A rather grey January afternoon. Whilst walking in the Mayfield Valley - just five minutes by car from our house - I stopped to take wintry photographs of some sheep by Old May House. I was partly attracted by the red and blue buckets - containing food supplements. Being an arty-farty kind of fellow, I thought those colours would add extra visual interest.
Sheep are not native to the British Isles. It is believed that they were first introduced about four thousand years ago by our neolithic ancestors. As centuries passed, ovine husbandry advanced and by the middle ages, British sheep were a source of enormous wealth. The woollen industry was largely responsible for the growth and national importance of several East Anglian towns - including Thetford, Kings Lynn, Norwich and Bury St Edmonds. Back then these places were far more significant than Manchester, Sheffield, Birmingham or Liverpool - towns that only really came to prominence in the late eighteenth century.
Below there's an exceedingly woolly sheep that I spotted above Hathersage a few days ago. She must have managed to dodge the shearers in the summer.
As previously remarked, sheep are not native to these islands but neither are cows or goats - nor rabbits or chickens. And it's worth remembering that wheat, potatoes and all salad plants were also introduced at different times. It makes you wonder exactly what our distant ancestors ate. Fish, oats and other grasses, certain roots, berries, hunted animals such as wild boar and deer, birds, birds' eggs, native plants like nettles and comfrey. I'm not even sure that the latter are in fact native plants. It must have been such a challenge to put food on the table each day - especially in wintertime.
On behalf of Sylvia and IreneReplyDelete
I thank you for this post x
Please give them my regards and whisper "lamb chops" in their ears.Delete
When visiting New Zealand, I discovered that the colored markings on the sheep meant that they either had twins (in which case they would live to birth twins again) or that they had needed some help from human hands in the birthing process (in which case they would soon be lamb chops). Any idea what the blue means on these ovines?ReplyDelete
If the colour is on her back it comes from the raddle harness all tups wear when they are let lose with ewes. It lets the shepherd determine which ram is more prolific. Come lambing time the ewes number is written on her issue. As far as I know there is no standard colour coding. Given what the EEC cost I feel a little let down.Delete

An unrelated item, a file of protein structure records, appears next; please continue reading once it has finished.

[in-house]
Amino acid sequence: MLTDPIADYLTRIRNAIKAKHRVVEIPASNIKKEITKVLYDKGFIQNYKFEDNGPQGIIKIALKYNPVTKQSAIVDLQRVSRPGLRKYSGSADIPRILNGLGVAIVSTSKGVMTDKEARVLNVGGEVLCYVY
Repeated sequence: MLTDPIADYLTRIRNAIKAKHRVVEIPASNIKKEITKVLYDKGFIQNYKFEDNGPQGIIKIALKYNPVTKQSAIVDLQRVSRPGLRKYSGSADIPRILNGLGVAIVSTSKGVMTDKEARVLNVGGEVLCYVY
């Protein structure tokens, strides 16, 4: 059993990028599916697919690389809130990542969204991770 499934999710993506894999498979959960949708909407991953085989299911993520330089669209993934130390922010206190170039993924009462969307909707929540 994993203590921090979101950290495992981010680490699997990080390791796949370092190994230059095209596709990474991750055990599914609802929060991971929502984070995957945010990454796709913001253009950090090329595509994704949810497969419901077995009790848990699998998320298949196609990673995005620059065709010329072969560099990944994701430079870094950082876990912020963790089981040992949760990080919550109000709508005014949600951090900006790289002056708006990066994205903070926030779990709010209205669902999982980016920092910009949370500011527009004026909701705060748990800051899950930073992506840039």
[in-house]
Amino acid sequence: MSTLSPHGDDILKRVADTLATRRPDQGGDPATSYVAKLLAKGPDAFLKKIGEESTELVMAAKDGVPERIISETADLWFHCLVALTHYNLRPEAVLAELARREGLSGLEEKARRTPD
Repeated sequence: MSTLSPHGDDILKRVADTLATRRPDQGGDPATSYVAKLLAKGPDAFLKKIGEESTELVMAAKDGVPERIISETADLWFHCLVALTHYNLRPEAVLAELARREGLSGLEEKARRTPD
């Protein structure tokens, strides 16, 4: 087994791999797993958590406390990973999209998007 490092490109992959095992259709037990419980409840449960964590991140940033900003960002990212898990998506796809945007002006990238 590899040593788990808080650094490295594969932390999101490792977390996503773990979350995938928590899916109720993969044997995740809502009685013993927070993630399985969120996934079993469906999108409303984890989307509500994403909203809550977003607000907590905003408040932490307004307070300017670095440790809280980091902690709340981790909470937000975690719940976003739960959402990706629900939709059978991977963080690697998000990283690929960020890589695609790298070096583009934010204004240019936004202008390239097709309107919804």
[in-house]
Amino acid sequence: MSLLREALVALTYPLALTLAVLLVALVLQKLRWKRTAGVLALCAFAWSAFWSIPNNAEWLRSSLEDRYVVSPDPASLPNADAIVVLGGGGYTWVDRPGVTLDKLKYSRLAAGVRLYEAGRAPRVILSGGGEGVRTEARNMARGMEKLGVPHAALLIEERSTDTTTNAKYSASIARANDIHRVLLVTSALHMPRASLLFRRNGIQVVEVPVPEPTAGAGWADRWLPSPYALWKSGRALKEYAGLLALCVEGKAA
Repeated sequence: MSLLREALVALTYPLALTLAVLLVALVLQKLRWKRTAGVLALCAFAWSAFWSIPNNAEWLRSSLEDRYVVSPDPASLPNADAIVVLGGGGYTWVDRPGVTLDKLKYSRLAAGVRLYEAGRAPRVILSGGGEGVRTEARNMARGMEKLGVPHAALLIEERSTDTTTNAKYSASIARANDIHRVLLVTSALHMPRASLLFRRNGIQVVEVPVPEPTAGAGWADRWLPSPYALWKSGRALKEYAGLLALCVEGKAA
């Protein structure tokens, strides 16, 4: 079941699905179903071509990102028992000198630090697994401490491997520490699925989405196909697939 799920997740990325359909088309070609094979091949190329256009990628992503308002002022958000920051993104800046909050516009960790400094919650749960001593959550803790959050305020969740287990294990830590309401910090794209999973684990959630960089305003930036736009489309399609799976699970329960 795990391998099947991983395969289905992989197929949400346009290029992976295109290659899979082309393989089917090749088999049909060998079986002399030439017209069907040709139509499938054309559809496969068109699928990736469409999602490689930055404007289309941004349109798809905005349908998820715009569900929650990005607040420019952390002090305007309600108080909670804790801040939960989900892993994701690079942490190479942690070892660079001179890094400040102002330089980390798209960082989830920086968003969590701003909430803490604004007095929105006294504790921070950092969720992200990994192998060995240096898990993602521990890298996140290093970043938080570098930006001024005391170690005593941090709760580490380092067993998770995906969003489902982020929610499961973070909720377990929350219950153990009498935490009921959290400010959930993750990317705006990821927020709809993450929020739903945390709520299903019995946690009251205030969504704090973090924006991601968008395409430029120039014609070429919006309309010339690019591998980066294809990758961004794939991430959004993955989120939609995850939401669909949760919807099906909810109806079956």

I didn't realise you had visited NZ M.Thyme. Often ewes that have been impregnated will be accidentally marked by the ram that topped them but in this instance I rather think the blue spray simply marks ownership as the raddle harness would leave its dye much closer to the hindquarters.Delete
YP, Though brought up in the northern Peak or it's namby pamby neighbour Bakewell. That sheep with the massive wool is something I can't understand. If you don't sheer sheep they shed wool naturally in early to mid-summer. It's a natural moulting process. It's why when you venture to the northern Mediterranean (bugger me I spelt Mediteranian without spill chucker)* One has difficulty separating the sheep from the goats. I don't I'm heducated. Goats have hairs and sheeps have wool.ReplyDelete
* I got more slaps in primary school for mis-spelling Adrian and Mediterranean than for anything else except falling down steps. Daft sods had tested our eyes and then dolled the specs out at random. My glasses didn't do steps. For a year I persevered at my mothers insistence then I lost them and anarchy was born at the tender age of nine.
Funny when I type "Adrian" it often ends up as "Adrain" ... A drain on my resources! You seem to know a lot about raddle harnesses. Did you ever wear one yourself? After all, Bakewell lasses are legendary!Delete
There is now scarcely a sheep to be seen in this area - I live between Bury St.Edmunds and Thetford. It is all pigs and poultry.ReplyDelete
The last picture is so beautiful!ReplyDelete
Thinking about all the problems our distant ancestors faced - not only when it came to providing food -, it is amazing that our species survived at all.